In Durango, Colorado, Dalton Ranch Golf Club's final holes light up the Animas River Valley
DURANGO, Colo. -- Near sunset on the Dalton Ranch Golf Club's final holes, the Animas River Valley lights up.
The red cliffs of the surrounding San Juan Mountains come alive with a sangre-hued glow that will make you stop and look on the par-5 16th, then turning back toward the clubhouse the Animas River lines the left border with another scene you won't forget.
Opened in July 1993, Dalton Ranch Golf Club was an alfalfa field before Ken Dye of Pinon Hills and Paa-Ko Ridge fame, designed this 6,934-yard par 72 layout in the stunning Animas Valley just six miles north of Durango. Even the touristy Durango & Silverton Narrow Gauge Railroad runs by the course.
Dye moved 800,000 cubic yards of dirt and created a bundle of mounds spread throughout the course. At first, many of the mounds were covered in thick fescue. Golfers soon voiced displeasure over that. It was just too tough. Today, few mounds still have the deep grass, but typical of Dye, the greens are elevated and drop significantly to the bunkers.
"Even though the fairways are wide, they narrow closer to the greens," said Fal Wood, Dalton Ranch Golf Club's head professional. "It's the toughest second-shot course I've ever played."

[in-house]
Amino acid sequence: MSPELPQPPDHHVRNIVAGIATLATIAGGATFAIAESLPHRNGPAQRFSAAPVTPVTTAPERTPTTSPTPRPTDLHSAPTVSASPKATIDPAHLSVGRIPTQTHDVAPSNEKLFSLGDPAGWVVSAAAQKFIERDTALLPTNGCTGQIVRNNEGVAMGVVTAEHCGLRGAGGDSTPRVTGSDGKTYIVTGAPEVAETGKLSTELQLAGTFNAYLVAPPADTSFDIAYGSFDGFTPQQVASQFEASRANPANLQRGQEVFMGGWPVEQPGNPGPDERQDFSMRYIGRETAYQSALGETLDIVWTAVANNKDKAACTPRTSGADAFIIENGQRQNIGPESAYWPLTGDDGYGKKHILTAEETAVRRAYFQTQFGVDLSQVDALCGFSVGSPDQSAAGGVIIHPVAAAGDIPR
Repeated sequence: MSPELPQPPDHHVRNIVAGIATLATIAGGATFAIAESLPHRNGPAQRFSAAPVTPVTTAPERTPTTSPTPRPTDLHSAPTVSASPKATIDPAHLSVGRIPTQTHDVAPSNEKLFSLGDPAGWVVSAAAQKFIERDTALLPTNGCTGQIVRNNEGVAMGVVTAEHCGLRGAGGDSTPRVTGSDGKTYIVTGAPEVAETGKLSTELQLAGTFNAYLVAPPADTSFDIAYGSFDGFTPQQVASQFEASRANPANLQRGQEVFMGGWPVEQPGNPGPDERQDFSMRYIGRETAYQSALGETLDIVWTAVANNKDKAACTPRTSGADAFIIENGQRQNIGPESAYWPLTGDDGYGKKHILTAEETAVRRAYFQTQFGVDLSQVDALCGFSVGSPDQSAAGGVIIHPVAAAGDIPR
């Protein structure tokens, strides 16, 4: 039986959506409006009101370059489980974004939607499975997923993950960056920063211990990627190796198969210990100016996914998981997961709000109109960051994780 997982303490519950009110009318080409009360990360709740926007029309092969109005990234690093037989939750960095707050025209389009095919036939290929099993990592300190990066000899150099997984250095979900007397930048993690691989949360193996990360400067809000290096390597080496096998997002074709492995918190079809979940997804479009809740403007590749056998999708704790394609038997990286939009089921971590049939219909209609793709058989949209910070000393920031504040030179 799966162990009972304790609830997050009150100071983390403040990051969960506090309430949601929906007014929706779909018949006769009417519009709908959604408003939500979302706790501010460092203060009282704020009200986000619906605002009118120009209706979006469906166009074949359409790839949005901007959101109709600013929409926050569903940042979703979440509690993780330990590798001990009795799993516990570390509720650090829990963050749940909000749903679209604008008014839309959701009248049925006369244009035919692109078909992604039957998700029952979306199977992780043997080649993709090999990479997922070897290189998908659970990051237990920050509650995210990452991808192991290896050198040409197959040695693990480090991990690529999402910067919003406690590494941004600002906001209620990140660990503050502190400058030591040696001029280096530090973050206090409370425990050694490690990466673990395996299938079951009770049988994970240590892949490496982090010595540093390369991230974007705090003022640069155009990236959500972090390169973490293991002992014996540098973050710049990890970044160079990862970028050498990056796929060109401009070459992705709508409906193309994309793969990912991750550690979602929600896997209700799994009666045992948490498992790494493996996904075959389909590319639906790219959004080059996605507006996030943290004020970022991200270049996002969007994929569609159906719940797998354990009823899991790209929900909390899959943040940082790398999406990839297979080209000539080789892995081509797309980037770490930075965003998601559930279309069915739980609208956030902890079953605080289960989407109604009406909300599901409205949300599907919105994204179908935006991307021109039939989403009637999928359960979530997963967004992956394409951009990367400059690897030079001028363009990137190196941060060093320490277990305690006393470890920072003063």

Many approach shots will look promising, only to be a fraction short, taking dramatic dives left or right, down into the deep sand traps.
"I think the first seven holes are very fair," said Wood, "but Nos. 8-12 present a tough stretch. If you can keep your score in check on those holes you can post a good number. The back tees on the par threes are the meat of the course. And even though Dye is known for very tough, undulating greens, we have only five greens that are like that. The rest are not so tricky."
No. 14, the 156-yard par-3, will test you. The two-tiered figure-eight shaped green is diagonally placed behind a pond. "It's one of the best par-three holes I've ever seen," Wood said.
Dalton Ranch Golf Club's 17th is only 308 yards, bending left with the river on the left. A nice draw will put you in birdie range.
"The 308-yard 17th reminded me a great deal of the 18th at Pebble Beach, if shortened to a par 4, because of the Animas River running down the left side. Ken Dye has designed and built a course not only of great beauty, but of considerable excitement," said one visitor. "In short, every hole was unique and well thought out."
You finish with a 408-yard beauty. The landing area looks tiny from the tee. Too far left and the river will defeat you, but too far right and there's water shaped like a question mark, which surrounds the right side of the green and continues all the way behind it.
Dalton Ranch is open mid-March through November 1, but it doesn't close because of bitter cold. It closes because the elk, up to 1,000 of them, descend on the golf course at the first indication of hunting season. The staff has to protect the golf course.
"If we just put up fences around the greens the elk would tear them down to get to the grass," Wood said. "So we cover the greens with tarps, so the elk can't see the grass and we also put up fences."
July 1, 2002